One of the inspiring young women writers I met last autumn at Ladies' Rock Camp is Holly. You can find a link to her blog on my blogroll. She writes about anything and everything in her blog. A lot of blogs that don't have a specific theme fall flat, but Holly writes so entertainingly that I think she could write about anything and I would read it. Except to get lessons on how to cook, but that's a whole different matter.
Number two on her list of 10 best...things of 2010 was a book called If You Want to Write by Brenda Ueland. Ueland was a writing teacher in her native Minnesota in the early part of the last century. She published the book in 1938.
If You Want to Write is kind of a self-help book for anyone who wants to unlock their creativity, in writing as well as in other creative disciplines. Ueland's basic premise is that everyone has a story to tell, and that it comes out most truthfully and most interestingly if we write from our "true self."
She provides examples of writing from her classes, achingly beautiful pieces written by ordinary people. People who thought they had nothing to say. People who did not know they could write. Sometimes the writing has been so wonderful that it has brought me to tears, not because it was sad but because it touched me so deeply.
Recently I read another piece of writing that really reminded me of the best examples in Ueland's book from another of the inspiring young women writers from rock camp, Candice. I had read pieces she had written for The Oregonian, but I hadn't known she had a blog as well. It's in my blogroll now. The post entitled Names is the one in which she included the short fiction entry. It's wonderful!
Writing like this affects me so strongly not only because it's so good. It's also because I want so much to be able to write like that. I've wanted it as long as I can remember.
According to Ueland, I should have that kind of writing in me. I just have to get to the right place in order to bring it out. Naturally, with no artiface. Freely. Easier said than done, eh?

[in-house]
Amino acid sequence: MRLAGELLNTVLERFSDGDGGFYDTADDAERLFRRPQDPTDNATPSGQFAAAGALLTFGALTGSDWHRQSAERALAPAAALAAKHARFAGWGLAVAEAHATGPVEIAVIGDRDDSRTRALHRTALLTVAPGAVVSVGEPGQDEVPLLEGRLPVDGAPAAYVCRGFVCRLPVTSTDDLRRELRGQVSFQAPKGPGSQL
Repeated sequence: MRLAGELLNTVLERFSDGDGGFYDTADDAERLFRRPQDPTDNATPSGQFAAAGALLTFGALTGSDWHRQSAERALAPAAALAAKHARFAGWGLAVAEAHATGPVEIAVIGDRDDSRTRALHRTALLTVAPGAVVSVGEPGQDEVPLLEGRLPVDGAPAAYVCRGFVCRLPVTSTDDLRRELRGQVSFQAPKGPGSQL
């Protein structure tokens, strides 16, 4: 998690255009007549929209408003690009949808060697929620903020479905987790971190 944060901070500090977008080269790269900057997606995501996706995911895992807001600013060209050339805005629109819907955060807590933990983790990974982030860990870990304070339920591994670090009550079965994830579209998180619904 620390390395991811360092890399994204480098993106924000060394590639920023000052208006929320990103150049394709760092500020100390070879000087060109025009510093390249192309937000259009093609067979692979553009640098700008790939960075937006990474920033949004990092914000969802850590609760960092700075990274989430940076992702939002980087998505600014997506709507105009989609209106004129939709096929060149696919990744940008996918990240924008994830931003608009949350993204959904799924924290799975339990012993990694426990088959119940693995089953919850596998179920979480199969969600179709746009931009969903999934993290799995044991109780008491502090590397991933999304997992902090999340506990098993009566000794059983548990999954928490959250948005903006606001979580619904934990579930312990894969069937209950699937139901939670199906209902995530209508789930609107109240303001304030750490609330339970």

I've written some pretty bad stuff in my time. I never learned to write well in school. I think I have one paper from university, and it's an embarrassment. I learned to write when I was working for a magazine, under deadline and getting paid. My writing improved greatly, although I was always a better editor than writer. For a long time I put most of my writing effort into songs, some of which came out pretty well. My journals were always disappointing.
It wasn't until I started blogging that I really felt even a little freed up to write well. For a while, I wrote a blog that chronicled my Second Life, and I was reasonably happy with that. That blog had a focus. I also wrote some decent pieces for an online magazine having to do with sex and sexuality in Second Life. I wrote other blogs and felt even better about my writing. This blog unfortunately has less focus, but I still love to write in it.
Fiction, however, has always eluded me. And so has really writing freely, truthfully, the way Ueland describes. I've never written anything as good as what Candice wrote in her blog, or than what Ueland's students wrote. I'm not as free and funny as Holly, or as good an observer and writer as two more of my rock camp friends (also in the blogroll), Caitlin (The Mundane Details) and my bandmate Vanessa (Play On! Words). My prose is rather, well, prosaic. I'm not sure yet how to break out of that and reach the proper state in which to produce better writing.
Time for yet another class? An adult education course in creative writing perhaps? With someone who can help me break out of the thing that holds me back the most—fear? Yes, fear, my old friend. Great writing is fearless. I'm not particularly fearful, but I have more fears than of sharp objects and falling from a height. One is a fear of writing crap. And that absolutely guarantees that I would write crap if I tried. I need to get past the fear, past the inner critic, and just write. And not care of it's crap, especially at first, because that's part of the process.
After years of tormenting myself, I reached a kind of peace by coming to terms with the realization that I really was not particularly creative. I wanted to be an artist, a creative person, but I wasn't, and I was finally OK with that. But Ueland would say that is crap, and maybe she's right. Maybe it was a false peace that I reached. Maybe it was appeasement. If so, the peace will not endure.